The former Kemper Military School campus will look a lot different when its alumni return to Boonville five years from now to celebrate the 180th anniversary of the school’s founding.
The changes were already apparent as Kemper alumni gathered for their annual reunion last weekend, marking 175 years since Frederick T. Kemper opened the boarding school that would become Kemper Military School. Alumni cooked, drank and reminisced just a few feet away from heavy machinery, parked for the weekend over piles of rubble that once formed a wing of the school’s K Barracks.
Boonville Mayor Ned Beach addressed the elephant on campus in his speech to the alumni assembled Saturday morning in the Library Learning Center after a changing of the school’s colors outside.
In a 459-303 vote in August, Boonville residents approved a ⅞-cent sales tax increase to raise $6 million from January through 2025 to renovate the former Kemper campus for the YMCA and the Boonslick Regional Library:A $1 million renovation of Johnson Field House, which houses the YMCA A $4 million renovation and expansion of Academic Hall, the smaller building to the right of the field house when looking from Third Street. Academic Hall would connect to Johnson Field House and the YMCA would use both buildings A $500,000 parking addition where K Barracks currently stand that allows the Boonslick Regional Library to move into the Library Learning Center, the central building on the Kemper campus $500,000 for engineering and design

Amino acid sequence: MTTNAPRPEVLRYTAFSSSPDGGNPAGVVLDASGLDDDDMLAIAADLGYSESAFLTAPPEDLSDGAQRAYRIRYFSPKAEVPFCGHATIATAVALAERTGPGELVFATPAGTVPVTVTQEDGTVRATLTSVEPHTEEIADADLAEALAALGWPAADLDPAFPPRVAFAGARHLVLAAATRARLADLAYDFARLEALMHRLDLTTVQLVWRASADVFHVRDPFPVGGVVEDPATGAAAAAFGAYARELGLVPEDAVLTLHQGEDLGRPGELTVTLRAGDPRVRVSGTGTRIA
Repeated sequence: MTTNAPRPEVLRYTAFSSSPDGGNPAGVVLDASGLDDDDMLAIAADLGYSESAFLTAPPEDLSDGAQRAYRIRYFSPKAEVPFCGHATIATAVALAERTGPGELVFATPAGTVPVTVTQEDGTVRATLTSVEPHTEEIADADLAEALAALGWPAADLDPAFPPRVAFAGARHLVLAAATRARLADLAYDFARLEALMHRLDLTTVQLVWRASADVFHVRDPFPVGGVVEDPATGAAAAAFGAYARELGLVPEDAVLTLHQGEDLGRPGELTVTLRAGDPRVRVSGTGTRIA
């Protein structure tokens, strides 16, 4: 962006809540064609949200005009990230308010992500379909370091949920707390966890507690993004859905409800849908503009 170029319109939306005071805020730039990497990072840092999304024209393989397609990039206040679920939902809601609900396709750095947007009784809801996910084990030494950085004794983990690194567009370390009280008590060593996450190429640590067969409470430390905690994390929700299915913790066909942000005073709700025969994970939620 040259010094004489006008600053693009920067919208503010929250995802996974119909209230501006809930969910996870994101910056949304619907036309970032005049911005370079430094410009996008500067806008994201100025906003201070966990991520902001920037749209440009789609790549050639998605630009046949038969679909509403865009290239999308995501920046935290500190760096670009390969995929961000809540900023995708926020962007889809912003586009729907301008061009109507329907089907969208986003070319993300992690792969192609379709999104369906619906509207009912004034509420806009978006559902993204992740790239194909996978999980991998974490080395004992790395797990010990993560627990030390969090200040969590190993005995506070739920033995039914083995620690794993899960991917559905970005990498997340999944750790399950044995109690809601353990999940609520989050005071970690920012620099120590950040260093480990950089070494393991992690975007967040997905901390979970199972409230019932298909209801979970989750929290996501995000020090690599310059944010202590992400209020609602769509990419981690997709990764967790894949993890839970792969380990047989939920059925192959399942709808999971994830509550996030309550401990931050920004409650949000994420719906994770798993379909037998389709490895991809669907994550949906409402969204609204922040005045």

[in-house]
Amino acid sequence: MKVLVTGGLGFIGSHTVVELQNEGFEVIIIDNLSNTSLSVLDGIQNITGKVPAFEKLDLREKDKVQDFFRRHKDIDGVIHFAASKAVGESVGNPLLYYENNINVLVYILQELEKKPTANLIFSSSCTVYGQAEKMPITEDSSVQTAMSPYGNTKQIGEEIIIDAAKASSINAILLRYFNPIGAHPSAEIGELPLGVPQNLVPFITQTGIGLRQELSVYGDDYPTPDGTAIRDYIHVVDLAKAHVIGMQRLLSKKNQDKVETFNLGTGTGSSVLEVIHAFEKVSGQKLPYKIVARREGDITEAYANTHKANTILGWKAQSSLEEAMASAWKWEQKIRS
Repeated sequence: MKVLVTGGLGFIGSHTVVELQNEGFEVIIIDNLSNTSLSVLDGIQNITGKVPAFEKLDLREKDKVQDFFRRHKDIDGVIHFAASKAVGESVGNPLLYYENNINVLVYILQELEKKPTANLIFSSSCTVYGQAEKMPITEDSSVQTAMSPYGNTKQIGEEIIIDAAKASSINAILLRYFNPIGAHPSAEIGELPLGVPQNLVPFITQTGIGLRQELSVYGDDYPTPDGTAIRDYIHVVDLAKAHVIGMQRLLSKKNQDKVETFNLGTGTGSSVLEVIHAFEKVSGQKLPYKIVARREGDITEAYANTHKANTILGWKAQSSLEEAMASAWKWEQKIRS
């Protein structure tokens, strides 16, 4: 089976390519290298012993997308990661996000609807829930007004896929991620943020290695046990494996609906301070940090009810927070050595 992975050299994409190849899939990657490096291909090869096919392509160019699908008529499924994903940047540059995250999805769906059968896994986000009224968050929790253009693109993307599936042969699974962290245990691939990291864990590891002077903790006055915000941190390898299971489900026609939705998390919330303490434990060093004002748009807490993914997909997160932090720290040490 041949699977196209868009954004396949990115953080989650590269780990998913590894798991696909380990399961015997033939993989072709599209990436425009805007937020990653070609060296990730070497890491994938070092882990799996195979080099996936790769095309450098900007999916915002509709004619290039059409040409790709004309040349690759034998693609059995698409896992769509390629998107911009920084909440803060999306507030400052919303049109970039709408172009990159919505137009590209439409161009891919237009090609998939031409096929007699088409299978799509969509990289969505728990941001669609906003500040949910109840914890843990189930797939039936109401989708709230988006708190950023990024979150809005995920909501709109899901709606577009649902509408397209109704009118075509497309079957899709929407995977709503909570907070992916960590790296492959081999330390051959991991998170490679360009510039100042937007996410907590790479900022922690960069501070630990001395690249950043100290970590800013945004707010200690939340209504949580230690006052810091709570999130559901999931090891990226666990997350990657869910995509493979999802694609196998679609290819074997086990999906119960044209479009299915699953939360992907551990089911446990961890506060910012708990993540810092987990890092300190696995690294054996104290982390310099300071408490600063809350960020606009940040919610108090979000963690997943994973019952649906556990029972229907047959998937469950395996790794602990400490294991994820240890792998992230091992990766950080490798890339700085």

The plan is to have the YMCA, the library and State Fair just steps away from each other. The YMCA expansion will create extra gym space for the community, and will also allow the organization to expand it’s childcare program.
“How many grandmas and grandpas are in the room that watch and cry at the number of kids that are on our streets, or that have nothing or no place to go after school, because their parents are all working swing shifts to take care of their families?” Beach asked. “We’re a small town, we’re seeing it here.”
Beach has been involved with filling the Kemper buildings since he was vice president of the city’s Industrial Development Authority board when the city bought the campus in 2003 after Kemper closed, he said. They struggled to market the campus as a whole but attracted State Fair Community College when they marketed individual buildings, he said.
State Fair initially rented the Library Learning Center and Science Hall from the city, but later consolidated into Science Hall, leaving the center available for the Boonslick library.
“As you can see by their building on Main Street, they take care of business,” Beach said.
The part of the plan that stuck out to many alumni was tearing down D Barracks to make way for the city’s long-term plan of extending Second Street behind the Kemper buildings. Some Kemper alumni felt the building could still be fixed up and used.
Demolishing K and D Barracks is separate from the new sales tax, and will be paid by existing city funds. The city has to remove asbestos from D Barracks before tearing it down, but it’s expected to be less expensive than abating K Barracks.
“It would be wonderful if we could save that building, but we can’t,” Beach said.
The city will pay for the projects as it collects the money from the sales tax, so it will still be several years before the projects are completed. As Kemper alumni return for their annual celebration, they’ll see the campus they knew slowly changing.